This little book tries to describe what an intelligent person would see and hear in ancient Athens, if by some legerdemain he were translated to the fourth century B.C. and conducted about the city under competent guidance. Rare happenings have been omitted and sometimes, to avoid long explanations, PROBABLE matters have been stated as if they were ascertained facts; but these instances are few, and it is hoped no reader will be led into serious error.
Attica was perhaps the most favored portion of all, Around her coasts, rocky often and broken by pebbly beaches and little craggy peninsulas, surged the deep blue Ćgean, the most glorious expanse of ocean in the world. Far away spread the azure water[*],--often foam-crested and sometimes alive with the dolphins leaping at their play,--reaching towards a shimmering sky line where rose "the isles of Greece," masses of green foliage, or else of tawny rock, scattered afar, to adapt the words of Homer, "like shields laid on the face of the glancing deep."
[*]The peculiar blueness of the water near Attica is probably caused by the clear rocky bottom of the sea, as well as by the intensity of the sunlight.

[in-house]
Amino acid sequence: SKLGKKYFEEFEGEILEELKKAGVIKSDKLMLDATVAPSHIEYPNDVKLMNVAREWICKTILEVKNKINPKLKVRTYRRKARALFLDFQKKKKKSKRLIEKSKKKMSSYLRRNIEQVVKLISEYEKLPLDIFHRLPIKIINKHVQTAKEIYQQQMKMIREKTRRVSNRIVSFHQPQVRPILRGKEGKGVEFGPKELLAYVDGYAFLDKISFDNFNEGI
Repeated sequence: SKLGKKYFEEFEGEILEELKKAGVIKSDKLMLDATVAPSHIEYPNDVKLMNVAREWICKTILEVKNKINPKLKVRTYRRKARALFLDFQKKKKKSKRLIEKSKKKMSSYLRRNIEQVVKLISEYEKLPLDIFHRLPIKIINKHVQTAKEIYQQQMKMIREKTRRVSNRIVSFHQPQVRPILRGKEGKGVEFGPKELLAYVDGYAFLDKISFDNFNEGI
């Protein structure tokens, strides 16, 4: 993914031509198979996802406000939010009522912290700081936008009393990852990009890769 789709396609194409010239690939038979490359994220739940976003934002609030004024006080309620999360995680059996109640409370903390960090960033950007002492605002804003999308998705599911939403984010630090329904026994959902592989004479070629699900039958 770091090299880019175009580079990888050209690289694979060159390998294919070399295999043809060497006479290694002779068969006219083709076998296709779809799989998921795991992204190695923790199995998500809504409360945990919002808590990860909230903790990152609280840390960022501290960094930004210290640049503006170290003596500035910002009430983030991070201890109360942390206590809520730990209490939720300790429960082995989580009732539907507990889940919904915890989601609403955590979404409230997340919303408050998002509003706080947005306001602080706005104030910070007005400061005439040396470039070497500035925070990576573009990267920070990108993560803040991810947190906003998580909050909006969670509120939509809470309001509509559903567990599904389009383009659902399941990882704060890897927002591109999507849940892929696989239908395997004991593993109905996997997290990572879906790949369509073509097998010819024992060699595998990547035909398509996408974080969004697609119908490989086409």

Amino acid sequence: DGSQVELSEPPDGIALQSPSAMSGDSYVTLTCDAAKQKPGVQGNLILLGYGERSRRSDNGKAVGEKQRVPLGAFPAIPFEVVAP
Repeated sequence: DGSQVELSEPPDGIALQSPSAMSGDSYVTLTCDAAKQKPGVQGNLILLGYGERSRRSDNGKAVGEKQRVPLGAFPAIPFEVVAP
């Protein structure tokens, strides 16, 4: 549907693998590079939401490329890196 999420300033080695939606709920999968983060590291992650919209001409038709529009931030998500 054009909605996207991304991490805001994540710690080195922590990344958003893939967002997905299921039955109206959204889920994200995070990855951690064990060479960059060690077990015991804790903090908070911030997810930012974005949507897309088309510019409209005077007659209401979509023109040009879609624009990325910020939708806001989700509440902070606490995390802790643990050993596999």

Above the sea spread the noble arch of the heavens,--the atmosphere often dazzlingly bright, and carrying its glamour and sparkle almost into the hearts of men. The Athenians were proud of the air about their land. Their poets gladly sung its praises, as, for example, Euripides[*], when he tells how his fellow countrymen enjoy being--
Ever through air clear shining brightly As on wings uplifted, pacing lightly.
5. The Mountains of Attica.--The third great element, besides the sea and the atmosphere of Athens, was the mountains. One after another the bold hills reared themselves, cutting short all the plainlands and making the farmsteads often a ma